The Power of Pinot

February 20, 2024

Why Oregon Pinot Noir is the Better Option When Choosing a Wine

By April Zawada

January 21, 2024

Wine is more than a drink. It is enjoyment. It is relaxation. It is a luxury that evokes emotion with every sip. But not all wine is the same. In particular, the Pinot Noir varietal is extremely interesting and is the better option when choosing a wine. Below I will explore my thoughts from an insider’s view of this magical little grape grown in an absolutely world-class Terroir.


Oregon wine is “raised”, not manufactured. Oregon typically contains smaller, less commercial boutique vineyards that have ability to hand select specific blocks, clones and barrels rather than a “formula” applied year over year to a mass-produced crop. Violet Vines embodies this approach making hands on decisions from vine to barrel to bottle every day!

Oregon uses many sustainable practices in the vineyard that are better for the environment and in my opinion, contribute to quality. Oregon receives so much rain in the off-season that we have the unique ability to “dry farm” our vineyards (meaning no irrigation). This also allows us to plant and grow cover crop between each row in the fall and winter which accomplishes several things. It replenishes nutrients to the soil (without the need for mass fertilization), soaks up large amounts of rain and controls erosion. Oregon also typically hand-picks, hand-sorts and hand-prunes its vineyards. Violet Vines incorporates these techniques harnessing the brilliance of Mother Nature.

Pinot noir is a very particular grape and can only be grown in specific regions. Its thin skin is very sensitive to its environment and requires constant attention. There are very few areas across the world that can offer the Pinot noir varietal such specific conditions.

Oregon’s Willamette Valley AVA is one of the few such renowned regions as it is cooler, dryer, less humid, and protected from the North Pacific Ocean by two mountain ranges on each side of the valley. This results in a steady, long growing season, forcing the roots to dive deeper into the complexities of the soil to look for water. Additionally, cooling winds come in late afternoon through a corridor in the coast mountains which cool the grapes and dry the vines so that they are naturally protected from mold and fungus. Collectively, the amazing terror delivers ideal conditions with minimal intervention. The result? A grape with intensity, character, and nuance.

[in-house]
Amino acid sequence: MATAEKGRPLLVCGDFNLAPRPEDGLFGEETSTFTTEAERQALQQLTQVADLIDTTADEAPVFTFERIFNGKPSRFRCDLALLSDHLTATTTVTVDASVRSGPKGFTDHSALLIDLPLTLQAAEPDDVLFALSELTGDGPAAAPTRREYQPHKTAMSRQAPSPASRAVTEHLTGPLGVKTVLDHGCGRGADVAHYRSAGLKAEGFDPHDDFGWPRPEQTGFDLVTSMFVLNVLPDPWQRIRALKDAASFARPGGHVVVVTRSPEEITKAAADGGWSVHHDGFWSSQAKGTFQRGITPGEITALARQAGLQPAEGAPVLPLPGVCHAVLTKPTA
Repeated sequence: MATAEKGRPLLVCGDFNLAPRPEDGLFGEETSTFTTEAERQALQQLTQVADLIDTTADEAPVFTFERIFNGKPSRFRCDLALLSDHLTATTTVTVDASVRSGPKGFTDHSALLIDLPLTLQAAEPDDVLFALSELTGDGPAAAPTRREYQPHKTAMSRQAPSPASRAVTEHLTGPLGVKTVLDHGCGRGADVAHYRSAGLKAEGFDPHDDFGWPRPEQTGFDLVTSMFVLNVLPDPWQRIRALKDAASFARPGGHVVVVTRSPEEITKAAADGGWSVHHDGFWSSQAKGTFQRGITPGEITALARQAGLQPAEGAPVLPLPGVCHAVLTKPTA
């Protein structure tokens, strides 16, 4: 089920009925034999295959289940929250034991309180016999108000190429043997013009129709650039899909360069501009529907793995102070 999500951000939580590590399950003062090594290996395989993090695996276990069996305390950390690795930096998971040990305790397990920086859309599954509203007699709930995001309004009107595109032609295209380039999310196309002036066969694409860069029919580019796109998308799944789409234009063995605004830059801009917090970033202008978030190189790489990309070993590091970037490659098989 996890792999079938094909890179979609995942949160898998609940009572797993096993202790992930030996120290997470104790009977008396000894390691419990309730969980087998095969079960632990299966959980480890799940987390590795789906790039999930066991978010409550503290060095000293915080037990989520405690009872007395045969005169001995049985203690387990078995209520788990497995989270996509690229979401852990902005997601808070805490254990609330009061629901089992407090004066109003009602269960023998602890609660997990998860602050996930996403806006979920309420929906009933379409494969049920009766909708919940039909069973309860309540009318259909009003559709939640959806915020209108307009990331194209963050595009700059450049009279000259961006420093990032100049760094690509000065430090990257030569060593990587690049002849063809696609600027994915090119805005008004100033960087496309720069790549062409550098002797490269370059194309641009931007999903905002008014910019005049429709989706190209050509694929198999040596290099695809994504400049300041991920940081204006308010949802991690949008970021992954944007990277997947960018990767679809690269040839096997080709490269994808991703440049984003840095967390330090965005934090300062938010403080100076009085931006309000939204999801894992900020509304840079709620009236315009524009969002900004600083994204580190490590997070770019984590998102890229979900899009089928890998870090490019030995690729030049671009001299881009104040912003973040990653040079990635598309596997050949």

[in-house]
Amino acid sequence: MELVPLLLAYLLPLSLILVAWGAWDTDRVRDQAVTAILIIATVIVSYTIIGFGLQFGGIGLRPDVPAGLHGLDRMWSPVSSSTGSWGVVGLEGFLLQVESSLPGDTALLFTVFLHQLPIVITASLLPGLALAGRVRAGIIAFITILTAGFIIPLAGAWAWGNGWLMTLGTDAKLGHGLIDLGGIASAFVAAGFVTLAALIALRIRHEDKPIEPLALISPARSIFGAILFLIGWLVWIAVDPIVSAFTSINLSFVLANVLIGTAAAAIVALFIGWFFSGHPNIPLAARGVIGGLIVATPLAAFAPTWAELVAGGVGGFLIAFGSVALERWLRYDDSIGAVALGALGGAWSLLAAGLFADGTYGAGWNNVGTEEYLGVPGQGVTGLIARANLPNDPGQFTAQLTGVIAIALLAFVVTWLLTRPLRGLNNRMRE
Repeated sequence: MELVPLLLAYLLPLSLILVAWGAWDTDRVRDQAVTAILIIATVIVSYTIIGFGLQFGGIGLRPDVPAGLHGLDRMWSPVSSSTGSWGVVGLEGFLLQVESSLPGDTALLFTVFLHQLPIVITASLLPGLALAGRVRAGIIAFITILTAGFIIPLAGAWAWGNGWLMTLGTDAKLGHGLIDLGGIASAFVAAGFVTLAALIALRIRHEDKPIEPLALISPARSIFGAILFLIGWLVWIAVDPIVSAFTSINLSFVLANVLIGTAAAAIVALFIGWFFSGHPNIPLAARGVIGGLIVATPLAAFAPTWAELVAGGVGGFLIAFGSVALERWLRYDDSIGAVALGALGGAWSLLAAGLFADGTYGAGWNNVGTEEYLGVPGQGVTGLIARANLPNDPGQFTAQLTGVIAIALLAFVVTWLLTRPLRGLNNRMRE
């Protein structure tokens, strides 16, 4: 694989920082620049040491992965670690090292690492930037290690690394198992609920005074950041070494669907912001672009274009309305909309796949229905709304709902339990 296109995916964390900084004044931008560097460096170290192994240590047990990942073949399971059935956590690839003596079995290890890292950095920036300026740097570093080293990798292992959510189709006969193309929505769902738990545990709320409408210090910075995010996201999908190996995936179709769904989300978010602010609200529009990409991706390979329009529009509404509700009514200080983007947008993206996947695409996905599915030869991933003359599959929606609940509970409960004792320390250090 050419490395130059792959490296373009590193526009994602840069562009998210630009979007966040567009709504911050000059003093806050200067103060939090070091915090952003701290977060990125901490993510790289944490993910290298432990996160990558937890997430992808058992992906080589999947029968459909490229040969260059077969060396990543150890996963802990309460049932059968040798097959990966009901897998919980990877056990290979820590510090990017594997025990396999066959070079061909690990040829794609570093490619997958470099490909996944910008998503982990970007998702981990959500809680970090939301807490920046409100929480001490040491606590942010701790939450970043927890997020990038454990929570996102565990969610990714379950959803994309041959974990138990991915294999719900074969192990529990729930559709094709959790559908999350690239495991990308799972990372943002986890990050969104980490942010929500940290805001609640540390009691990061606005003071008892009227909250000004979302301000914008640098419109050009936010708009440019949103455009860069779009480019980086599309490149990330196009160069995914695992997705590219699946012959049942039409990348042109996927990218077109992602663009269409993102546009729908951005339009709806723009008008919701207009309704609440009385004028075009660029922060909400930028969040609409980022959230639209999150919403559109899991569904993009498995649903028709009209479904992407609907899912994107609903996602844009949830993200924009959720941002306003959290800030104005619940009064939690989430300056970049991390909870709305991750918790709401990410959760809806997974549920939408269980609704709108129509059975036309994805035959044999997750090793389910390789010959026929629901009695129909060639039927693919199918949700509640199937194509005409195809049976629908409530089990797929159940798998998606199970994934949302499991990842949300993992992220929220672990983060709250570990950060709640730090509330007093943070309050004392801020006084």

Health Benefits

Cooler climate grapes translate into lower sugar, lower alcohol, and lower calories. This resonates with many women and health-conscious people around the country including myself! There are many wine companies currently trying to market this model to women. The problem is that they typically use inexpensive hot climate varietals and then need to intervene which ends up striping the flavor from the wine. In the Willamette Valley, the grapes enjoy a long hang-time for greater flavor, naturally do not get over-ripe, and thus do not produce as much sugar. The more sugar content in the grapes means it ferments into a higher alcohol product. A higher alcohol product equals higher calories. I didn’t fully understand this until I became a part of the Oregon wine industry and I think it is an important concept to understand.

Pinot noir has the highest levels of resveratrol than any other grape making it the healthiest-rated wine (in moderation, of course!). Although red wines have many traits that make them healthy, Pinot noir boosts the highest amount of resveratrol which is a plant compound that is concentrated in the skins and seeds of grapes and berries. Resveratrol has antioxidant and anti-inflammatory benefits including heart and brain health with new and exciting research being studied every day.


Pinot Noir is the most versatile red wine. It is easy to drink during all four seasons of the year due to its light body, complex aromatics, and higher acidity. It offers the flexibility to enjoy a vast variety of simple and healthy food pairings:

  • Think delicate semi-soft cheeses like fontina and goats milk cheese for an appetizer.
  • Think farm-to-table lean beef, chicken, pork or a savory vegetarian dish for the main course.
  • Think berry cheesecake or milk chocolate mousse for dessert.

{More on food pairing in upcoming blogs!}

Bonus…and important to us women!

Pinot Noir does not stain your teeth! If I’m out for the evening at a restaurant with friends, a wedding or a business dinner the last thing I want is to order a Cabernet Sauvignon or a Petite Syrah that will make my smile look purplish black. Yikes, not very attractive!

I invite you to raise a glass of Pinot to your well-being and celebrate the small producers of Oregon wine!

Note: consume in moderation of one-two (5oz) glasses per day.

Pinot Noir Grapes
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